On November 19, 2020, the new federal Canada Emergency Rent Subsidy (“CERS”) was enacted into law by Bill C-9, An Act to amend the Income Tax Act (Canada Emergency Rent Subsidy and Canada Emergency Wage Subsidy) receiving Royal Assent. The CERS takes effect as of September 27, 2020 and continues to June 2021. Note that Bill C-9 only provides details for the first 12 weeks of the program, so details may change after December 19, 2020.
Prime Minister Justin Trudeau announced today that applications will open on Monday, November 23, 2020.
A few highlights about the CERS:
- It is not limited to rent, but can also subsidize the carrying costs of business property: Despite its name, the CERS does not only subsidize commercial rent paid by tenants. It also subsidizes certain carrying costs (mortgage, insurance, property tax) paid by owners of property used in connection with a business, other than property used primarily to earn rental income (which will generally disqualify commercial landlords).
- It is not an extension of the CECRA, which expired at the end of September 2020: The CERS looks nothing like the Canada Emergency Commercial Rent Assistance (“CECRA”) program it replaces - for information on this program, see our articles here and here. Instead, it essentially extends the Canada Emergency Wage Subsidy (“CEWS”) to commercial rent and carrying costs on business property.
- It offers both a base subsidy and top-up subsidy, up to 90% of eligible expenses: The base subsidy (up to 65% of eligible expenses) and top-up subsidy (up to 25% of eligible expenses) are based on the same four-week claim periods as the CEWS.
- Base subsidy - like the CEWS, the base subsidy is available to organizations with any monthly revenue drop and is tied to the amount of that revenue drop. For each four-week claim period, eligible expenses are capped at $75,000 per property and $300,000 total (per associated group), meaning claimants can qualify for up to $48,750 per property and $195,000 total per claim period.
- Top-up subsidy (“Lockdown Support”) - the top-up subsidy/Lockdown Support is available to organizations forced by a public health order to close or restrict operations. For each four-week claim period, eligible expenses are also capped at $75,000 per property but there is no total cap, meaning claimants can qualify for up to $18,750 per property per claim period.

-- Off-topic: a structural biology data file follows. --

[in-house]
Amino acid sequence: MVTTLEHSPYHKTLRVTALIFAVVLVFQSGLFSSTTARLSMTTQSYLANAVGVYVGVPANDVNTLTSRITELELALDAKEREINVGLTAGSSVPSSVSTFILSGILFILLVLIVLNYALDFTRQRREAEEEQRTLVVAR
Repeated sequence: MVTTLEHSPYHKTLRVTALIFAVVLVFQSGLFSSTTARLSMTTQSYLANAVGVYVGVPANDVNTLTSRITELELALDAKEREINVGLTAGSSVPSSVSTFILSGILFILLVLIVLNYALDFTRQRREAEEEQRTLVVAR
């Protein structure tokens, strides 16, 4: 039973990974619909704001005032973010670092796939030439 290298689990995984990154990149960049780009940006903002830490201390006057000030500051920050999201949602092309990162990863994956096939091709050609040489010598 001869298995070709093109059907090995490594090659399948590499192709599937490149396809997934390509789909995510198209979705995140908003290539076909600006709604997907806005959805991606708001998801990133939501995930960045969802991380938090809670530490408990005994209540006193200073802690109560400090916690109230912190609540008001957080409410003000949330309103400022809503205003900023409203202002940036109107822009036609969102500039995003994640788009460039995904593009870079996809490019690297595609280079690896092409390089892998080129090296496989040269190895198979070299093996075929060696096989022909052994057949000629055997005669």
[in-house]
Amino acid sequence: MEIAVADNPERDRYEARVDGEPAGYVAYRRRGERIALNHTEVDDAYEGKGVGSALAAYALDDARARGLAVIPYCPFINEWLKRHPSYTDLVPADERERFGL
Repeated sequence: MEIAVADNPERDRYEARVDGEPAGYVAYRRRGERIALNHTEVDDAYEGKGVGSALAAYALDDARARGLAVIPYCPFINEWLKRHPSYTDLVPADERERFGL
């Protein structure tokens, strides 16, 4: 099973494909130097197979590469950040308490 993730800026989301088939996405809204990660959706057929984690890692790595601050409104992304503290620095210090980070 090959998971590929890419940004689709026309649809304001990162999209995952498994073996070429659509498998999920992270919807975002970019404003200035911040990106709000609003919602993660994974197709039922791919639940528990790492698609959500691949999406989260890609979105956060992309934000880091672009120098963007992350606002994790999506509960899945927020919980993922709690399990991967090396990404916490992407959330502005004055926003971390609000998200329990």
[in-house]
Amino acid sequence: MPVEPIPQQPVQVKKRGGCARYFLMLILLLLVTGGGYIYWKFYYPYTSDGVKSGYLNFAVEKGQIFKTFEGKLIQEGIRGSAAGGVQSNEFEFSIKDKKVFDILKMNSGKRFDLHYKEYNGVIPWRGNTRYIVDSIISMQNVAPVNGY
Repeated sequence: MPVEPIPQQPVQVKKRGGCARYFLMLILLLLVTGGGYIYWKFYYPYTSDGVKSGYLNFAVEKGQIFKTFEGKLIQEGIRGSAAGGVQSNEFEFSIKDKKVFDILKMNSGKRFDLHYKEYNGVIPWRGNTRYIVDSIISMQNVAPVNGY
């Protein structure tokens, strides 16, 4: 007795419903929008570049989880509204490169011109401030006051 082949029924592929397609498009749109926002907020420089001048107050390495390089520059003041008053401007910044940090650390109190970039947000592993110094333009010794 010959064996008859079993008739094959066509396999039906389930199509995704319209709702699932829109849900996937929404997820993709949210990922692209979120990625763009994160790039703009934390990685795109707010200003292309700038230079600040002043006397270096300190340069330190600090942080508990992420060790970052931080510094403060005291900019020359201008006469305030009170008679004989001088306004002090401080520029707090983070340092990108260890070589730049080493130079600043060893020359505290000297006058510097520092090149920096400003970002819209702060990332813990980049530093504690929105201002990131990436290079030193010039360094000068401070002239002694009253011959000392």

- The subsidies are taxable: The subsidies are administered by the Canada Revenue Agency (“CRA”) and are taxed as government assistance payments.
The CERS adopts essentially the same rules for determining eligibility as the CEWS:
- The applicant must be an “eligible entity” - this includes individuals, taxable corporations, trusts, partnerships, charities, and non-profit organizations.
- The applicant must have had a CRA payroll number (or used a payroll service provider) as of March 15, 2020 or a CRA business number as of September 27, 2020.
Note that “public institutions” are not eligible. More information on eligible entities is available here.
Monthly revenue drop
The CERS adopts the same rules for calculating revenue and monthly revenue drop as the CEWS:
- Revenue is generally calculated as gross revenue earned in Canada from arm’s length sources in the ordinary course, as determined under normal accounting practices, subject to a variety of special rules and elections. More information on calculating revenue is available here.
- Monthly revenue drop is calculated using one of two approaches:
- the general approach is the default approach and compares revenue in the current or prior month to revenue in the same month in the preceding year; and
- the alternative approach must be elected into and compares revenue in the current or prior month to average monthly revenue in January and February 2020.
Note that claimants must use the same approach for all three CERS claim periods, and the same approach already adopted for the CEWS (if applicable).
The table below sets out the method for determining the monthly revenue drop under both the general and alternative approaches: